The option to reduce the EUI annually may be a more achievable option. On Davis’ campus, the EUI, measured in British thermal units per square foot per year, has been reduced from 295 to around 160 since 2000, Kirk said. In recent years, the immediate Davis campus has struggled to maintain at least a 2% reduction annually, but in the past year it has revamped its approach to meet these standards. Kirk is hopeful that it will once again be below the 2% reduction mark, noting that the Sacramento campus has consistently been below this mark.
Another major revision puts more focus on reduction of waste, rather than on diversion. Vang expressed that, in the time that has transpired since the initiative first launched, reduction has become the most integral part of becoming zero waste.
“We’ve had the goal modified in recent years to recognize that reduction is really important, and so we also have a waste reduction goal.” Vang said. “We’ve added a waste reduction goal that by the year 2030, our waste generated per capita will be reduced by 50% from our 2015 to 2016 levels. A lot of that is tied to recognizing that reduction is higher on the hierarchy than recycling and also recognizing that the recycling world is changing, and we need to better think about how we deal with our waste. Reduction and reuse are better ways.”
UC Davis has implemented action on campus in line with these goals to help students focus on their reduction. In each of the service centers in the residence halls, there are donation bins for students’ used clothes and shoes, donated to the Aggie Reuse Store — UC Davis’ very own thrift store — that sells office and art supplies, electronics, crafts and clothes. Aggie Reuse alone has helped divert over 8,100 pounds of waste since its founding in 2012. In addition, the CoHo and Peet’s Coffee shops on campus offer discounts to students who bring their own reusable cups and dishware.
Another main issue that UC Davis is striving to improve upon is composting on campus. Much of the campus’s waste could be diverted through composting, according to Vang.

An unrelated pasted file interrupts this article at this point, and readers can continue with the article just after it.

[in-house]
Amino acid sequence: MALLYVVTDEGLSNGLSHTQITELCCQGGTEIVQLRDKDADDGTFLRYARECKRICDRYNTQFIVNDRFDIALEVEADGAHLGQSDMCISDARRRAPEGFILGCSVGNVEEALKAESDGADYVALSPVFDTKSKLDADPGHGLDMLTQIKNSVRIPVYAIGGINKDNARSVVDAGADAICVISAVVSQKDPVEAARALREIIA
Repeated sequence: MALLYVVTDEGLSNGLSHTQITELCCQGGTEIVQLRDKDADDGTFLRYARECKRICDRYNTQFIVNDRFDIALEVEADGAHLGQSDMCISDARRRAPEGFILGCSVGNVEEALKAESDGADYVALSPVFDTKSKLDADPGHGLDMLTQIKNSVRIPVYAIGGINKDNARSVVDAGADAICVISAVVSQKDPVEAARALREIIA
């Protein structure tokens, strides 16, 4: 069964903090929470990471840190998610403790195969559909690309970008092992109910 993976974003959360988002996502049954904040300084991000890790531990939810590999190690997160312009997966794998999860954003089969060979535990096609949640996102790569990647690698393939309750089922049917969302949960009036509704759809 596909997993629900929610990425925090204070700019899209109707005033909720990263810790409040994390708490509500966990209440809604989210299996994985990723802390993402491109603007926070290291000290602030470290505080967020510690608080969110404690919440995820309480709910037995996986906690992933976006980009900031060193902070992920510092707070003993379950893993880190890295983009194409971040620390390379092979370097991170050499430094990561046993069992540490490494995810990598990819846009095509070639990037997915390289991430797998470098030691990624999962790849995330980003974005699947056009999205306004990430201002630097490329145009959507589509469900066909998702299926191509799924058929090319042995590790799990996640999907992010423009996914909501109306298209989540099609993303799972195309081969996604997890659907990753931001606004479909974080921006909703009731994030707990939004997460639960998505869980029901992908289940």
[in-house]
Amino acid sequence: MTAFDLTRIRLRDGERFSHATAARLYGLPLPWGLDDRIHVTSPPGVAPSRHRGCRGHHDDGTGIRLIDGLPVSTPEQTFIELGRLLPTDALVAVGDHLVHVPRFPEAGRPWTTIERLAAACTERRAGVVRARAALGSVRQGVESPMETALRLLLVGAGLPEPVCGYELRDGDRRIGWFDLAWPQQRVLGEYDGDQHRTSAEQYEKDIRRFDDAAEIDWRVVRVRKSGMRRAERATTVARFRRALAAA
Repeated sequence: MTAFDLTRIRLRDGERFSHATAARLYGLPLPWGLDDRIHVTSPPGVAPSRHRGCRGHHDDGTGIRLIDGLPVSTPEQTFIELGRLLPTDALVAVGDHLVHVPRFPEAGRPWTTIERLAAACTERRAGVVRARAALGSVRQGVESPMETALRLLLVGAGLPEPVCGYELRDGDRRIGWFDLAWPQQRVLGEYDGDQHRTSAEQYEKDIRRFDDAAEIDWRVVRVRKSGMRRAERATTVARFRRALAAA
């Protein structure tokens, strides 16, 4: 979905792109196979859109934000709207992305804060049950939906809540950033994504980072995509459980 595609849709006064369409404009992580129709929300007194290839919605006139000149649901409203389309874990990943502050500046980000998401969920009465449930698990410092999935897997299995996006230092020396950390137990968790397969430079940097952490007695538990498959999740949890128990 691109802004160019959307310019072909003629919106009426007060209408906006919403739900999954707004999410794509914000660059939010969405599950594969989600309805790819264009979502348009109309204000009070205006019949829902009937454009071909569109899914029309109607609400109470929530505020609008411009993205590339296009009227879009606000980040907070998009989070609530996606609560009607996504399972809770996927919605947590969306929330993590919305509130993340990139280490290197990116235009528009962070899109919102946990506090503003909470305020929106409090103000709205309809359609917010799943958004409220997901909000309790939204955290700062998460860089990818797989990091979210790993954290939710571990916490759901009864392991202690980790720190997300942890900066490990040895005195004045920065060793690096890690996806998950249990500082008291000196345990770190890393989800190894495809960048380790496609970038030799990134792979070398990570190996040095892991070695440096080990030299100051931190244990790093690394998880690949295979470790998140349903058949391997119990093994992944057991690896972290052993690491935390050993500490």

“In general, it’s safe to say that our landfill audits are showing that a lot of what we are throwing out that could be diverted is compostable,” Vang said. “Yet at the same time, it’s hard to have composting infrastructure. In the plan that we are writing that is a priority. We need to work more on how to make it easier to compost.”
One way to make composting a priority on campus is through education. Maya Bhadury, a second-year environmental policy analysis and planning and economics double major, is a commissioner on ASUCD’s Environmental Planning and Policy Commission (EPPC). She said the lack of education among students leads to a lot of unnecessary waste.
“One area of weakness is definitely education, especially regarding CoHo signage,” Bhadury said. “All of the plastics there are compostable and actually contaminate the recycling because a lot of people don’t know that it’s compostable.”
In addition to upgraded composting infrastructure, making UC Davis a zero waste campus is a campus-wide effort. Second-year evolution, ecology and biodiversity major and chairperson of EPPC Kyle Krueger said that although it is overwhelming, there are ways that all students can and should get involved.
“The environmental movement often asks people to make small sacrifices for greater gains,” Krueger said. “Small actions give you a sort of sense of control over our future in terms of sustainability and the environment. I would hope that people begin with these small actions […] and then move on from that and find something that they are really passionate about […] and apply the skill set that [they] have to make some sort of difference.”
Written by: Katherine DeBenedetti — firstname.lastname@example.org